You’re at the park with your kids on a busy day. Dozens of kids are running around. Screams fill the area, interspersed with moms yelling, “No!” and “Don’t do that!”
One little girl is running around, pushing other kids to get to the front of the line for the slide and just being pushy in general.
Her mother, chatting with a friend or clicking on her mobile phone, looks up, smiles, and ignores the behavior.
Another mother notices her child feeling insecure with a potential situation and immediately goes into defence mode and chases the other child way… Scene sound somewhat familiar?
Some kids have no boundaries, which can result in them becoming lost and uncontrollable, and some have such tight boundaries that they have no chance to make mistakes or to explore. Kids on both ends of the spectrum are going to have trouble as they grow up.
All kids need boundaries. Boundaries help children learn what is acceptable and what is not acceptable, and boundaries help them feel safe. Most kids actually crave boundaries, which equate to parental guidance, and boundaries help children explore their individuality.
The question is: How do you set boundaries for your children that will ensure they remain respectful and safe while also allowing them to grow and to explore the world around them? All parents have their own ideas of what works best and they do what’s best based on what works with their particular children. However, here are a few concepts to keep in mind when setting boundaries for your children.
Know the stages of child development
Boundaries that work for a three-year-old aren’t going to work for a five-year-old and so on. Learn what to expect from each stage of development, so you know how to best approach creating boundaries. A one-year-old, for example, isn’t going to understand you telling her, “No, you can’t put that in your mouth. It is dangerous” like a four-year-old will. A timeout in a chair also isn’t likely to work with a teenager like it will with a toddler or a younger child.
You’ve probably heard the old cliché: rules are made to be broken. Sometimes they are. Your kids will definitely challenge your rules, and sometimes you will need to be flexible with the rules. First you have to have rules to be challenged. Rules can be as simple as no television before bed, put all clothes in the laundry basket at the end of the day, and so on.
Kids need consistency when it comes to boundaries. You cannot set a boundary then change it the next day or the day after that. For instance, don’t set a house rule that there’s no playing with tablets in bed then let your child play with it in bed sometimes but not others. You’re just going to end up with frustrated, confused, and unhappy kids. Be as consistent as possible with your children.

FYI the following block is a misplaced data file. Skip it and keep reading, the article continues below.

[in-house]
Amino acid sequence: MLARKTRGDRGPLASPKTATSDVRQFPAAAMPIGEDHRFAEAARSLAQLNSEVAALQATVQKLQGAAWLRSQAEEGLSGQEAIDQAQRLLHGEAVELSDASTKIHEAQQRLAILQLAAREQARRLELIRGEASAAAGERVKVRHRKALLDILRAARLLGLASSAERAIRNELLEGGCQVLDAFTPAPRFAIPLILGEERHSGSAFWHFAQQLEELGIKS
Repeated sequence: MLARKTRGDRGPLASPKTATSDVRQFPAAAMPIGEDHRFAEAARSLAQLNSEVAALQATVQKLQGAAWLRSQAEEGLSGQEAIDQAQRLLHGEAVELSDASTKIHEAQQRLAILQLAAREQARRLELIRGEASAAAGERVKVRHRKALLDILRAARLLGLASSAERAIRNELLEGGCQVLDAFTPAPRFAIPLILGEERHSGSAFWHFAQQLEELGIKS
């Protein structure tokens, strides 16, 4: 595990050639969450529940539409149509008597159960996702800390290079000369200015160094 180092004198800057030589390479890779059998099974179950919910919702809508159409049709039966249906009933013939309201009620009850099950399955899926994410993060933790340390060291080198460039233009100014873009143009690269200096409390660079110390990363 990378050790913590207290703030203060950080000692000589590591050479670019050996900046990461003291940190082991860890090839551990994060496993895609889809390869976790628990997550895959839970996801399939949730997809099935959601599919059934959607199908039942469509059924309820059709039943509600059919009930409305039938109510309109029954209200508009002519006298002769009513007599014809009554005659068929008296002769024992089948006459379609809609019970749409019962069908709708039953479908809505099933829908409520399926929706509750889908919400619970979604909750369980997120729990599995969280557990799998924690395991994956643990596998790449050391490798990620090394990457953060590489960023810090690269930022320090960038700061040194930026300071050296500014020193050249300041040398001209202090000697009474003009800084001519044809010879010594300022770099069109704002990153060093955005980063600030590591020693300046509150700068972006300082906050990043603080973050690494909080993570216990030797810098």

If you say something, follow through. For example, maybe you told your young daughter to stop yelling while you were having dinner at a restaurant. “Please stop yelling, or no television tonight.” She continues yelling. Later in the evening, when she asks to watch television, remind her of what happened at the restaurant. Giving in and allowing her to watch television, after you warned her and she disobeyed you, will only show her that you don’t keep your word and, maybe with some crying and screaming, she can get what she wants.
Offer your child choices
Kids need the opportunity to grow and to explore. Offering your children choices allows them to do just that. For example, maybe you are taking your child out for the day to do something fun. Don’t ask her what she wants to do, which could lead to all kinds of answers and drama, especially if you have to say no. Instead, allow your child to choose from a few options. She will feel valued and have the opportunity to think for herself at the same time.
Be firm and kind
Kids will be kids. They’re going to rebel sometimes and to question your authority. That’s normal, and it’s okay. It shows that your child has a mind of his own and is not afraid to question authority, esp
ecially if he thinks something is wrong. Although all parents become frustrated, try to be firm but kind whe
n dealing with your children.
Help your children embrace the boundaries you’ve set for them. The Mouse Cage takes children on a fun journey that teaches them about having fun and exploring the world around them while staying within reasonable boundaries. The boundaries are always consistent, enforced and the result is fun, games and positive parenting.